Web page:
As we said in our response to the Clementi review5, we believe the key objectives of a regulator should be access to justice and consumer and competition considerations. We would strongly advocate these objectives come before any others. In particular, we do not want to see the encouragement of a strong and effective legal profession leading to one which successfully exerts power and influence over decision-makers. We also donít think it is necessarily the role of the regulator to increase public understanding of the citizenís legal rights. Instead, we hope the new system will itself promote transparency and understanding.
We would agree that any changes to the objectives and principles of the regulator could be made through secondary legislation, but only if there is proper consultation with the Consumer Panel and others beforehand.
2. Simplifying regulation
We strongly support the Governmentís proposal to set up an independent Legal Services Board (LSB) to provide oversight regulation. We believe that by ending the current maze of regulators, consumers will be clear about how regulation works and can be confident it is designed to meet their needs and not those of the providers.
It is clear that self regulation isnít working because people have complained to us time and again about the second-rate service they receive from solicitors. Our research shows that a third of consumers donít feel they received a good service from their solicitor, 39 per cent donít feel they were kept up-to-date with what was going on with their case and 29 per cent feel they received either fairly or very poor value for money.6 We believe that as the new single, oversight regulator, the LSB will encourage best practice, transparency and accountability, helping to rebuild consumer confidence in the industry.
We agree the LSB should be set up as a non-departmental public body (NDPB) but there should be consultation about the precise form it takes. For example, it is likely Which? would want it to be an executive NDPB, established in statute and
6Which? online omnibus of 2002 adults in March 2005
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employing its own staff, with its own budget and reporting to Parliament. If it is self-funded, like the Financial Services Authority (FSA), this would help to ensure its independence and clearly separate the regulation of the legal profession from the government, but its operations would be less transparent. In particular, we would want to be sure that Freedom of Information legislation would apply. Furthermore, there should be formal consultation around any future amendments to the LSBís powers.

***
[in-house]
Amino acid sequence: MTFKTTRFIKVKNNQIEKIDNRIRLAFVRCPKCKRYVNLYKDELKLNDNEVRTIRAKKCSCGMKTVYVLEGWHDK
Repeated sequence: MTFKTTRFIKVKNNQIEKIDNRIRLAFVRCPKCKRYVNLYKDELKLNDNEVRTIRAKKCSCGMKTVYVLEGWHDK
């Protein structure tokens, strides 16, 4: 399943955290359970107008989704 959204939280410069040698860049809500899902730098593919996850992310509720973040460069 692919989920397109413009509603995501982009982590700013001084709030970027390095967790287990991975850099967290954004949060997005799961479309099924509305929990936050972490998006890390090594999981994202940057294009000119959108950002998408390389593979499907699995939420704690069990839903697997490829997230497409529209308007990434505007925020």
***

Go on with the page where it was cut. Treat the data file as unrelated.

We support the view that Front Line Regulators (FLRs) should clearly split their regulatory and representative functions and are pleased that the existing professional bodies have already started to do this. The LSB must take a robust view on how these arrangements operate to ensure the two functions are kept separate and FLRs are not driven by the interests of their members. The process of authorising FLRs should be made public and there should be regular reviews of how they are performing. There needs to be further clarification as to whom has the power to approve, modify or remove authorisation from FLRs Ė page 29 of the White Paper says the LSB will de/authorise FLRs, but page 36 says the Secretary of State will have this power (on the advice of the LSB). We firmly believe the LSB should be responsible, otherwise the system will become unworkable and would be open to criticisms that the government is interfering with the regulation. Any appeal about an authorisation decision by the LSB should go to the courts following an internal review.
Which? also supports the proposal to set up a consumer panel and for the majority of the LSB to be non-lawyers. And we agree the LSB should apply for designation as an enforcer under Part 8 of the Enterprise Act 2002, or, depending on the timing of implementation, the equivalent powers under the Unfair Commercial Practices Directive.
We agree the LSB and FLRs will need to establish working relationships with regulators in other relevant sectors and these need to be carefully put together to ensure consumers do not fall through any gaps. For example, Which? research suggests some consumers may have suffered a significant detriment by buying an endowment policy from a solicitor because they may not be entitled to the same level of redress as consumers who had bought a similar product from an organisation regulated by the FSA. The Legal Services Complaints Commissioner said in her 2005 interim report7 that she would be investigating the potential scale of this problem. This demonstrates the need for regulation to focus on the service and not the entity (e.g. a solicitor providing financial advice is regulated by the FSA